But now, everything was different. They were like lost sailors in Marseilles. Diamantis had realized that at the end of the first month, when they had been asked to leave Wharf D and moor at berth No. 111, at the end of Quai Wilson, along the sea wall. There were many similar stories to theirs in many different ports. The
Partner
had been waiting for three years in Rouen. No one knew who the owner was: the ship had been sold and resold without ever leaving port. Closer to home, the
Africa
, a bulk carrier, had been berthed in Port-de-Bouc for eighteen months. The
Alcyon
and the
Fort-Desaix
, a roll-on roll-off ferry and a tramp steamer, were trapped in Sète. Diamantis had heard people talking about it. So had Abdul Aziz.

The two men had known all that when they embarked on the
Aldebaran
. More and more freighters were encountering similar misadventures. The only exceptions were the container ships and the tankers that belonged to international fleets, and not to owners who played with freight the way people play roulette. But Abdul Aziz and Diamantis never talked about that. They were too superstitious. The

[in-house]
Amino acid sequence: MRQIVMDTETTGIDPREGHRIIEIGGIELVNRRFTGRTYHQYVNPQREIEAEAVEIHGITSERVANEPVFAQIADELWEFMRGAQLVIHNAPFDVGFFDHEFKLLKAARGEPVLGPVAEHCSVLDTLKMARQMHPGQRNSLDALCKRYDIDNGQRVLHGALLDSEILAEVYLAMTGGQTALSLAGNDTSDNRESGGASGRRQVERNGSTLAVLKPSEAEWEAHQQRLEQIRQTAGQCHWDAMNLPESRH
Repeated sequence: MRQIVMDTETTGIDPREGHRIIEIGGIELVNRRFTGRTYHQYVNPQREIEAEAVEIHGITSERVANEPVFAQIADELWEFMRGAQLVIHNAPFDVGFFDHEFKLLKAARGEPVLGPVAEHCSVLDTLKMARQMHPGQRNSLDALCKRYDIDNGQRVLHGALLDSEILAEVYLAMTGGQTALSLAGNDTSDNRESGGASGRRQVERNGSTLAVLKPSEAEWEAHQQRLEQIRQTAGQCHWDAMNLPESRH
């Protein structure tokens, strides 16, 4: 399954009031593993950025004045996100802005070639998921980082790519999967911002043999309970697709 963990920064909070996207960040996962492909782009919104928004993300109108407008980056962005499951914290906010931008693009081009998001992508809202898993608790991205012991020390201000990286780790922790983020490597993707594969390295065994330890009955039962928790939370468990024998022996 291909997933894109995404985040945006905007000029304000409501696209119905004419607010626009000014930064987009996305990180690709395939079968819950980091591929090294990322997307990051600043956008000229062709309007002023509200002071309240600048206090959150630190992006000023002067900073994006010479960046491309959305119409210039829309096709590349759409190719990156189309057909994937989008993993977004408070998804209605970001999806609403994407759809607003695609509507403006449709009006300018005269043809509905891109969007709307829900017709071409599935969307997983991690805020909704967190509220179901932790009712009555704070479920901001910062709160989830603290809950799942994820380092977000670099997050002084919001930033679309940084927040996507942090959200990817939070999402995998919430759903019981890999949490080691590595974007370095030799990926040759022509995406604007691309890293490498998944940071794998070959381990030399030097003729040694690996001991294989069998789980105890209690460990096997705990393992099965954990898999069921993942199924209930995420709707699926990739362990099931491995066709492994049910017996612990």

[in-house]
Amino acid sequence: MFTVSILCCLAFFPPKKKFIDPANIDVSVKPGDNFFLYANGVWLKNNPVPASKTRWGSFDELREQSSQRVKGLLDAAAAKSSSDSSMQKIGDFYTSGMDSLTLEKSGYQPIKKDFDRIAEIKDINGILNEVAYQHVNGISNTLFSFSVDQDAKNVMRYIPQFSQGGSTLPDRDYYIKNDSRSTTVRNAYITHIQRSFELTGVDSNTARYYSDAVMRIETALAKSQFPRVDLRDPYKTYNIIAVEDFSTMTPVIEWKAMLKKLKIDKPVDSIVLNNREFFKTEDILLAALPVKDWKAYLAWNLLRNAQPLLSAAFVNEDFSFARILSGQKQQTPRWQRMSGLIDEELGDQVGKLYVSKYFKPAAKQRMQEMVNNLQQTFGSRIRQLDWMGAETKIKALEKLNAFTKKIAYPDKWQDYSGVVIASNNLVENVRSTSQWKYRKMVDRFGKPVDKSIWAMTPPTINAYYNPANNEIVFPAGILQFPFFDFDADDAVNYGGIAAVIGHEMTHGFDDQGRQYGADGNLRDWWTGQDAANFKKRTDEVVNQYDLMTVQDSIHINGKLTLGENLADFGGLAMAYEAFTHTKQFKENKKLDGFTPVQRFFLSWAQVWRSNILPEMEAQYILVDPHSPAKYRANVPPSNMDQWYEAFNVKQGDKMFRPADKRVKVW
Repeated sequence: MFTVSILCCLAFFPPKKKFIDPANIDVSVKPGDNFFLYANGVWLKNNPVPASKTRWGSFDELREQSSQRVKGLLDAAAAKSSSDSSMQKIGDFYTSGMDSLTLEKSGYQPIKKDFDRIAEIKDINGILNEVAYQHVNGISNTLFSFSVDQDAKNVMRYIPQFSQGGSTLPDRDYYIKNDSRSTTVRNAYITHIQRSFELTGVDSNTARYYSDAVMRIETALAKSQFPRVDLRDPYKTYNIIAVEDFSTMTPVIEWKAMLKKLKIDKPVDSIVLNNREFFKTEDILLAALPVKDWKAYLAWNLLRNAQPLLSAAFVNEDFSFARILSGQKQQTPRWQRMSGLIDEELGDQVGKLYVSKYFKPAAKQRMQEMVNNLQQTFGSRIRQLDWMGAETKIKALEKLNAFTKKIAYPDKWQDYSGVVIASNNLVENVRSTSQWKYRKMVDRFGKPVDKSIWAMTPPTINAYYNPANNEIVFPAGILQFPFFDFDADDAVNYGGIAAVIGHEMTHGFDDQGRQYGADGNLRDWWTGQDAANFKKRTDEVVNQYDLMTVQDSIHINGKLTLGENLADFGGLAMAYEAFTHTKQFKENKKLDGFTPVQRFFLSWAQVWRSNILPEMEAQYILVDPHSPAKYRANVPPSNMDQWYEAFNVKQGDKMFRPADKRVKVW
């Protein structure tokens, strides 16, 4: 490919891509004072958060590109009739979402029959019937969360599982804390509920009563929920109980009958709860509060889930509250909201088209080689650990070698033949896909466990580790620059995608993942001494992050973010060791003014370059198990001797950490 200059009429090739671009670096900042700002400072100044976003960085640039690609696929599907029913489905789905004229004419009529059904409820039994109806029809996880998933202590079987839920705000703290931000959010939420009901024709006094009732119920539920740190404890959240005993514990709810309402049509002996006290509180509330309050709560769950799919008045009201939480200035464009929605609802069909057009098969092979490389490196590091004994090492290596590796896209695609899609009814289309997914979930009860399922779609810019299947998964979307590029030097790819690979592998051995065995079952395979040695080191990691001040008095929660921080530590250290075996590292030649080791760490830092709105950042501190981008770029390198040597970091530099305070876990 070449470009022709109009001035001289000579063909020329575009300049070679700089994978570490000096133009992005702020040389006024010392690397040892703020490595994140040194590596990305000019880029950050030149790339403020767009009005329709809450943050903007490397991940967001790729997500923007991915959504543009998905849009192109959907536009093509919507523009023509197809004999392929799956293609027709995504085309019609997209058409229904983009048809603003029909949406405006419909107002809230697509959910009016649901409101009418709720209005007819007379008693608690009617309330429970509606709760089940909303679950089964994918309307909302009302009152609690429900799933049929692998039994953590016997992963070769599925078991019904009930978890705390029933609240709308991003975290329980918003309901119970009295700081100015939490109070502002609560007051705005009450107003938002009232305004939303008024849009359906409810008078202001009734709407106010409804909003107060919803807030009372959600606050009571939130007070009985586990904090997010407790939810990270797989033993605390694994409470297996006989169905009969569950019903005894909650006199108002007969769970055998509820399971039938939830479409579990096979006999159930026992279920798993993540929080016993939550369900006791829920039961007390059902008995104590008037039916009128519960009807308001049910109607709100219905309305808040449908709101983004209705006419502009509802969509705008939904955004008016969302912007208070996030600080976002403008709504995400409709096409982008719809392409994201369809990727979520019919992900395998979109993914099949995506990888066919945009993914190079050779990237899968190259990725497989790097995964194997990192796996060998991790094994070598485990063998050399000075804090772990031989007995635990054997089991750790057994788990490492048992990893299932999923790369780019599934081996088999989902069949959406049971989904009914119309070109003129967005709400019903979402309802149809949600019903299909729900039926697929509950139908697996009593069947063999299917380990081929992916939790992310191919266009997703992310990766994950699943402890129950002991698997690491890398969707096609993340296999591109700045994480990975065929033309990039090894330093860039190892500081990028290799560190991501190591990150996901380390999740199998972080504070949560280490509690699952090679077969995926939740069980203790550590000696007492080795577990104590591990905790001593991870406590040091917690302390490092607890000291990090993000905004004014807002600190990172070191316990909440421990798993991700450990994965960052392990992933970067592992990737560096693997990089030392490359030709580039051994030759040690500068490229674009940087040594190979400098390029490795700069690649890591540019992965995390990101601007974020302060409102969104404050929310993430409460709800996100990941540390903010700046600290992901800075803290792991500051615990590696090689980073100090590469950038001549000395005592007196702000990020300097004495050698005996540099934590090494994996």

Aldebaran
would put to sea again. With Abdul Aziz commanding. That was the truth. At fifty-five, he couldn't contemplate leaving his ship. He had taken command of it at La Spezia and he would get it back to its owner. Whoever he was. Wherever he was. He had said that again, last night, to the assembled crew in the mess.

In a voice he'd managed to drain of all emotion, he had read out the legal communication he had been given that afternoon.

“The
Aldebaran
has been seized as security for the debts incurred by a company claimed by its creditors to be linked to the ship's owner. Whereas the company controlling the
Aldebaran
is totally separate in law from the debtor company . . .”

The crew listened to him in silence, not understanding a single damned word of this legal mumbo-jumbo. The court-appointed lawyer gave them a word-by-word commentary. There was no point. They'd grasped the basics anyway. Even the two Burmese. The ship wouldn't be putting to sea any time soon.

“We'll be able to pay you only if the boat is sold, and even then only if the conditions are right,” Abdul had resumed, cutting off the lawyer in the middle of a fine flight of legal oratory. “That's what it means. It could happen tomorrow or it could take six months. Or even a year. I don't want you to be under any illusions. In Sète, a freighter like ours, the